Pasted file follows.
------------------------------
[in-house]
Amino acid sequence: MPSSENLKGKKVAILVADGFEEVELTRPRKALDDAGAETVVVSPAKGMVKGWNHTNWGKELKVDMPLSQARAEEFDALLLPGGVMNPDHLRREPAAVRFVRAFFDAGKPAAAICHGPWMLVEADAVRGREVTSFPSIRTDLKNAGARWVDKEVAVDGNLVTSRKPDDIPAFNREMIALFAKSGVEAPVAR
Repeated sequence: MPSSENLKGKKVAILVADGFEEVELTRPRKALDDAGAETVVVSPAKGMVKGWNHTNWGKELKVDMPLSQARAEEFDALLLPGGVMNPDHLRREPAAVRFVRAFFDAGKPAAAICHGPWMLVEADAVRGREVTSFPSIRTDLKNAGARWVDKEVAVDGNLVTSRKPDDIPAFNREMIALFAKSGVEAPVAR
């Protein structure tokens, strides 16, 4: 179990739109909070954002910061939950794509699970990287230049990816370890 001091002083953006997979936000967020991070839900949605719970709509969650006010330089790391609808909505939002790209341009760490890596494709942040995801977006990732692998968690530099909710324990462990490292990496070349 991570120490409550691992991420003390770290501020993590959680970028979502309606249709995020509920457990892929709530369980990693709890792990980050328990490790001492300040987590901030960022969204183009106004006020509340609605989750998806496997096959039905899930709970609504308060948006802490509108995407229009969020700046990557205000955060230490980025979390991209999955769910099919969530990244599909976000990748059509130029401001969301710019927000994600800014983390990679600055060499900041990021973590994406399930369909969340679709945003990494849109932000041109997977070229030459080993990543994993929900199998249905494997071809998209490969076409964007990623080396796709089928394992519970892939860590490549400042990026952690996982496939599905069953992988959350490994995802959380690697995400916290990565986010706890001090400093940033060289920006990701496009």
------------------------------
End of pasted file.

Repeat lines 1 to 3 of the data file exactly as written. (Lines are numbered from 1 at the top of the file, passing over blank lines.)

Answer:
[in-house]
Amino acid sequence: MPSSENLKGKKVAILVADGFEEVELTRPRKALDDAGAETVVVSPAKGMVKGWNHTNWGKELKVDMPLSQARAEEFDALLLPGGVMNPDHLRREPAAVRFVRAFFDAGKPAAAICHGPWMLVEADAVRGREVTSFPSIRTDLKNAGARWVDKEVAVDGNLVTSRKPDDIPAFNREMIALFAKSGVEAPVAR
Repeated sequence: MPSSENLKGKKVAILVADGFEEVELTRPRKALDDAGAETVVVSPAKGMVKGWNHTNWGKELKVDMPLSQARAEEFDALLLPGGVMNPDHLRREPAAVRFVRAFFDAGKPAAAICHGPWMLVEADAVRGREVTSFPSIRTDLKNAGARWVDKEVAVDGNLVTSRKPDDIPAFNREMIALFAKSGVEAPVAR